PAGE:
(i) The first part of the RJR Test is satisfied because there is a serious issue to be tried. Since the rights of the parties will be determined by this stay motion, it is necessary to consider whether there is a strong likelihood that the appeal will succeed under this part of the test. It is likely that the appeal will succeed because the application judge erred in law when interpreting s 2(b) of the Charter.

    First, the application judge erred by conflating the protection of expression in s 2(b) and the guarantee of democratic rights of citizens to vote in s 3 of the Charter. The application judge placed emphasis on "effective representation", a right that is at the core of s 3. Further, s 3 does not apply to municipal elections and does not protect them. The rights of s 2(b) and s 3 are distinct, and while they can overlap, it does not follow that doctrines pertaining to s 3 can expand the scope of s 2(b).

    Second, the application judge erred in finding that the decrease in the number of wards interfered with the candidates' freedom of expression by making the conveyance of their messages less effective. This interpretation of s 2(b) is inconsistent with jurisprudence that holds that legislation that diminishes the effectiveness of a message but does not prevent the communication of that message does not violate s 2(b) (Delisle v. Canada (Deputy Attorney General), [1999] 2 S.C.R. 989; Baier v. Alberta, 2007 SCC 31). Despite the decrease in number of wards, the candidates are still able to express themselves to voters and their communications are not restricted.

    Third, the candidates' expectations that the wards would be a certain size are not constitutionally guaranteed. The right to freedom of expression does not give the candidates a right to insist that the City or the Province maintain a certain platform.

    Fourth, the increase in the population of each ward does not substantially interfere with voters' rights under s 2(b) of the Charter. The size of the wards is a debateable matter of policy to be determined by the legislature, and in light of other provisions of the Charter, including s 15(1). Further, as per the application judge, it is not likely that the new ward sizes infringe s 15(1).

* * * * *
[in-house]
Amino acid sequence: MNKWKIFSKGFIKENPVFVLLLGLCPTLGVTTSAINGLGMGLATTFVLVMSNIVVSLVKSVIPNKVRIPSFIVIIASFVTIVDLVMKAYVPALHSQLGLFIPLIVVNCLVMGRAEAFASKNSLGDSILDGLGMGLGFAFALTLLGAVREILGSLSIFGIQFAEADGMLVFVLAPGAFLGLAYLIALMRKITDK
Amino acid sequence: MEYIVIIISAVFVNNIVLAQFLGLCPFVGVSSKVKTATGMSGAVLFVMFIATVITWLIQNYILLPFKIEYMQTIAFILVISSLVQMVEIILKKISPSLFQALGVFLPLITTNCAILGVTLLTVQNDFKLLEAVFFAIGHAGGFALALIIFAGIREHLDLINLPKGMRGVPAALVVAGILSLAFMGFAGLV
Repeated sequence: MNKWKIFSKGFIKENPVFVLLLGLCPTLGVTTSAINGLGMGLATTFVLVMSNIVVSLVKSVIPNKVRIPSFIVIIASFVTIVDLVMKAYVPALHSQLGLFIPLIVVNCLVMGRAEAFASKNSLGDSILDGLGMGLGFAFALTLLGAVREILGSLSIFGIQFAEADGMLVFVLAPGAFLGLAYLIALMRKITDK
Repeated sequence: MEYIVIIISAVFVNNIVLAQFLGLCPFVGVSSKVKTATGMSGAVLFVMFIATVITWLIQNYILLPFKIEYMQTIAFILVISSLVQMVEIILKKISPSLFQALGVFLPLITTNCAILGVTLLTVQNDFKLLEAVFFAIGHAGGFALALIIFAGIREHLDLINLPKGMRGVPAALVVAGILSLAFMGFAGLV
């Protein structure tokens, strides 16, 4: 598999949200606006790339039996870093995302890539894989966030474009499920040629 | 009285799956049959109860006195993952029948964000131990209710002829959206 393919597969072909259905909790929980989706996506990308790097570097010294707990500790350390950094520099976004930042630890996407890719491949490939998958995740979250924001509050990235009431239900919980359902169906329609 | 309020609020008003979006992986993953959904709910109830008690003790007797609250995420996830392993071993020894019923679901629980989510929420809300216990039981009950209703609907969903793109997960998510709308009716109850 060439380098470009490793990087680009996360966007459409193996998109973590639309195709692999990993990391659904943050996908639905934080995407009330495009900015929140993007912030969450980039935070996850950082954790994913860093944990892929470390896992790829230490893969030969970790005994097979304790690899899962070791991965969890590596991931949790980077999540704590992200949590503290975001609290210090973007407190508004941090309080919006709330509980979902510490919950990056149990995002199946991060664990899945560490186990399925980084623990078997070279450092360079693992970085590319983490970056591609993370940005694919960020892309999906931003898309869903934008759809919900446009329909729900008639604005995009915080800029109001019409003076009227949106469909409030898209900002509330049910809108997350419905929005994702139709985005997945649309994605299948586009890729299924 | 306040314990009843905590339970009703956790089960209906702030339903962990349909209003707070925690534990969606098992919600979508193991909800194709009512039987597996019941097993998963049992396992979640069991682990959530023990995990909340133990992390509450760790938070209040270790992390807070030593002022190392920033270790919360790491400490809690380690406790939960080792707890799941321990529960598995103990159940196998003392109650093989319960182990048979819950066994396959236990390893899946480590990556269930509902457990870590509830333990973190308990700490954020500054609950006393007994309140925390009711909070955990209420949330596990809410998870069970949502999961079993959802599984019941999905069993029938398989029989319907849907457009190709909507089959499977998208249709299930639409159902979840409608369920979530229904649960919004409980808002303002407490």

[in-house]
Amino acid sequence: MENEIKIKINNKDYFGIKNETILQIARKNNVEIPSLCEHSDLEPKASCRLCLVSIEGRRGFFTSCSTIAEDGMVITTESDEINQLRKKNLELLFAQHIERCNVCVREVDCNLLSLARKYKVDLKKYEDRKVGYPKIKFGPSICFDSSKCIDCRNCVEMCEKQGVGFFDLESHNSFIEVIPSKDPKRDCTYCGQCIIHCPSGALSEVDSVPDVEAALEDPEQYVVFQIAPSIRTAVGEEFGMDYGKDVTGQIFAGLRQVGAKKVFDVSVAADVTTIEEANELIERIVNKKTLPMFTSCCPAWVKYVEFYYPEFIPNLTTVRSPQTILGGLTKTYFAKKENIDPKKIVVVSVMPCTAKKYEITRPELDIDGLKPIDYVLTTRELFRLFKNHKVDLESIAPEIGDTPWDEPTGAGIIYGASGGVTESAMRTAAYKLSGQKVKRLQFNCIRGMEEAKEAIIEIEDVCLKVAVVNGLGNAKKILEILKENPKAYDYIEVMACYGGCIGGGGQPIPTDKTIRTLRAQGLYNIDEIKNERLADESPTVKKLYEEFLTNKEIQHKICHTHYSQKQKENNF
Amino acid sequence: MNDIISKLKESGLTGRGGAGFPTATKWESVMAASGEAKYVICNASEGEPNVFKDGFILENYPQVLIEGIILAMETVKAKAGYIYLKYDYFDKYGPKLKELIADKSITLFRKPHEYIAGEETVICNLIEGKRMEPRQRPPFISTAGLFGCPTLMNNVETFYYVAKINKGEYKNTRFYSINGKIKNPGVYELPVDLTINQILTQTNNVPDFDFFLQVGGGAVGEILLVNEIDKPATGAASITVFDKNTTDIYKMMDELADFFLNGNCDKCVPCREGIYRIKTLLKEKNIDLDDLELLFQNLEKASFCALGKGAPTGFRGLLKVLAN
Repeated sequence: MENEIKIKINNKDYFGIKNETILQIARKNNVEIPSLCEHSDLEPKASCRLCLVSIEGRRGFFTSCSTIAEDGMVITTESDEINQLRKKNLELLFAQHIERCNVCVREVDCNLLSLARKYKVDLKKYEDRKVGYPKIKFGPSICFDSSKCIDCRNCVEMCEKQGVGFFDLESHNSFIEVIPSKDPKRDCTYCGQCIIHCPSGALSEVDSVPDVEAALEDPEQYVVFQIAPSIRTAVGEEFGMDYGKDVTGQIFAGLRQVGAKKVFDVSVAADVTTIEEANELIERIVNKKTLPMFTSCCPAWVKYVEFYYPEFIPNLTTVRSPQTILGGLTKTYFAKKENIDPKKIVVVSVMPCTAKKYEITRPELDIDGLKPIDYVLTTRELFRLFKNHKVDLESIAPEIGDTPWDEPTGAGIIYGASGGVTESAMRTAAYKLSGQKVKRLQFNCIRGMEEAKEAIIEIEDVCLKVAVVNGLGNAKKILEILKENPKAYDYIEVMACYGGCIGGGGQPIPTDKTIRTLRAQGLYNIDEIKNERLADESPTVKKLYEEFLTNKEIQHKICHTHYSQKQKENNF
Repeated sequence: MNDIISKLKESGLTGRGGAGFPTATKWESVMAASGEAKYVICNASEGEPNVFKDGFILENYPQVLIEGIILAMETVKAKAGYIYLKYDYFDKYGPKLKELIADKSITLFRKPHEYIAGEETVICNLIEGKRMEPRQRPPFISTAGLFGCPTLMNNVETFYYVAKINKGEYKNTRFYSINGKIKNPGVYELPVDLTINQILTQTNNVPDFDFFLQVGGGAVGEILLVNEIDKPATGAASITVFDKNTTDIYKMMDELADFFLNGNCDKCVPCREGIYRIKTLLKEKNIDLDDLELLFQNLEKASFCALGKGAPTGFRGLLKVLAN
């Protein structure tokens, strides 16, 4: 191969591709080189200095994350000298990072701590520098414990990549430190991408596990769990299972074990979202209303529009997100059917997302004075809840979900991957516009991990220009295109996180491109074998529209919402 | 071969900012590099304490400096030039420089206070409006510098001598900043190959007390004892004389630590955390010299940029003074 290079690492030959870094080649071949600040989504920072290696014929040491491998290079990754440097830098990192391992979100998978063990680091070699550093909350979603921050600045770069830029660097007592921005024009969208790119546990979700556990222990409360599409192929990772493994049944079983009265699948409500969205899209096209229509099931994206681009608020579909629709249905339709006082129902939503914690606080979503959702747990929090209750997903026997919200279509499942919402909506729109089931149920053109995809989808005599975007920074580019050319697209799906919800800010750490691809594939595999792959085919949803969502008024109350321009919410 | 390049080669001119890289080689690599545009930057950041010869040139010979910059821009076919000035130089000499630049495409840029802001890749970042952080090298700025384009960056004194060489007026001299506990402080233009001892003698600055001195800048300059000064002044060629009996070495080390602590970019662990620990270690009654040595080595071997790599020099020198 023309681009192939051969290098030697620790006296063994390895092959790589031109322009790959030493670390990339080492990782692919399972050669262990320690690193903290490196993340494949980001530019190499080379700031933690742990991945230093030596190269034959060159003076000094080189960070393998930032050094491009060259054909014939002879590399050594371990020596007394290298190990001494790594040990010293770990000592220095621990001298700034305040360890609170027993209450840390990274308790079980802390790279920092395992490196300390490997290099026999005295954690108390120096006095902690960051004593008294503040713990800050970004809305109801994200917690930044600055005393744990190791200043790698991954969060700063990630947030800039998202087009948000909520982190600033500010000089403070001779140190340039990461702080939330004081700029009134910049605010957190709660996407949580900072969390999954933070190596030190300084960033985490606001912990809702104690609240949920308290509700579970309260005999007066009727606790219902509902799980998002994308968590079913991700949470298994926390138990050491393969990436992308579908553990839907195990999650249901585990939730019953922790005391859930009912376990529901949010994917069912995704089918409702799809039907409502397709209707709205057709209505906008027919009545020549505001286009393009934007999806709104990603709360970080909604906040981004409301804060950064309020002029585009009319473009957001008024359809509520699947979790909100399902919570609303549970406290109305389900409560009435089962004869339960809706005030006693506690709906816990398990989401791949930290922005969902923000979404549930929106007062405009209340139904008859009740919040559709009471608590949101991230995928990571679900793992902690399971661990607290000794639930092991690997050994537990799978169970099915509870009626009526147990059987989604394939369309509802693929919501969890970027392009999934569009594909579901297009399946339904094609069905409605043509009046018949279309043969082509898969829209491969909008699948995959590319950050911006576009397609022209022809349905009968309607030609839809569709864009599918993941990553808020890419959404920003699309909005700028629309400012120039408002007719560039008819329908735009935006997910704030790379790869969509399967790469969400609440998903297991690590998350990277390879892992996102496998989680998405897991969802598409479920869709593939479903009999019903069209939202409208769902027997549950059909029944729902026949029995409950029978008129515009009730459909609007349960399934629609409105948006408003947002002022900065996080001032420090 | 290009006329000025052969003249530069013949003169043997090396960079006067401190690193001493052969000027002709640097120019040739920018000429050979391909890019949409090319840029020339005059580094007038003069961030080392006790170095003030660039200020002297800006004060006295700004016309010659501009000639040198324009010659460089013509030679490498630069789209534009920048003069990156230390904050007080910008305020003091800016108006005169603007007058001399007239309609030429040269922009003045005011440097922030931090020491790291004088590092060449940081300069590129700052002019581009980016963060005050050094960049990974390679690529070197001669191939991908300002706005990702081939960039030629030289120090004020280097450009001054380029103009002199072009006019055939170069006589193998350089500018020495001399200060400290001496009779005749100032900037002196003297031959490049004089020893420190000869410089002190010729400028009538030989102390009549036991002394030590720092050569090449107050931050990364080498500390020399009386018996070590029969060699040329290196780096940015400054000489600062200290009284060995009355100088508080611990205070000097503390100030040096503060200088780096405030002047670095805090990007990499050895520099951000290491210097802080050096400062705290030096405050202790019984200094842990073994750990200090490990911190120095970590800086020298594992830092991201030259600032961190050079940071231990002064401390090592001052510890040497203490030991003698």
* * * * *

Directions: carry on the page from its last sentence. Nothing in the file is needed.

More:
(ii) The second part of the RJR Test is satisfied because the appellant will suffer irreparable harm if the stay is not granted. The determination that the appellant is likely to succeed on appeal because the application was wrongly decided is a strong indication that irreparable harm will result if the stay is not granted.

    (iii) The third part of the RJR Test is satisfied because the balance of convenience favours granting the stay. Courts should only declare laws enacted for the public inoperable before a complete constitutional review in clear cases (Harper v Canada (Attorney General), 2000 SCC 57). Since it has been determined that a constitutional review of Bill 5 is likely to show that the bill is constitutional, the balance of convenience favours granting a stay. Further, the timeline that the City Clerk faces in making necessary preparations for the election does not tip the balance of convenience against the granting a stay. This is because despite the confusion caused by these proceedings, an election with either 25 or 47 wards is still possible.

    Wood v. CTS of Canada Co., 2018 ONCA 758

    [Hoy A.C.J.O, Brown and Trotter JJ.A.]


  4. Pinos, K. Taylor and C. Russell, for the appellants S. Moreau and G. Cantin, for the respondents

    Keywords: Employment Law, Class Proceedings, Employment Standards, Mass Terminations, Notice of Termination, Working Notice, Statutory Interpretation, Machtinger v HOJ Industries, [1992] 1 SCR 986, R v Ulybel Enterprises Ltd, 2001 SCC 56, Rizzo & Rizzo Shoes Ltd (Re), [1998] 1 SCR 27, Evans v Teamsters Local Union No 31, 2008 SCC 20, Employment Standards Act, 2000, SO 2000 c. 41, Termination and Severance of Employment, O Reg 288/01, s. 3(1), Novaquest Finishing Inc. v. Abdoulrab, 2009 ONCA 491, Taylor v Dyer Brown (2004), 73 OR (3d) 358, Di Tomaso v Crown Metal Packaging Canada LP, 2011 ONCA 469, Wood v Fred Deeley Imports Ltd, 2017 ONCA 158


    This appeal arose from the closure of a manufacturing plant operated by CTS of Canada Co. The closure resulted in a "mass termination" for the purposes of the Employment Standards Act, 2000, SO 2000 c. 41 ("ESA"). A class action was brought on behalf of former employees (the "respondents") against their common employers, CTS of Canada Co. and its parent corporation CTS Corp (the "appellants"). The class consisted of 74 former active employees who did not sign a release with the appellants and were not dismissed for cause. Both the appellants and respondents agreed to resolve common issues on a motion for summary judgment.

    The appellants gave written notice to employees on April 17, 2014, that the plant was closing and that their employment would terminate on March 27, 2015. The termination date was subsequently extended for most employees to June 26, 2015. Under ESA s. 58(1) and its regulation, Termination and Severance of Employment, O Reg 288/01, s. 3(1) (the "Regulation"), an employer must give at least eight weeks'...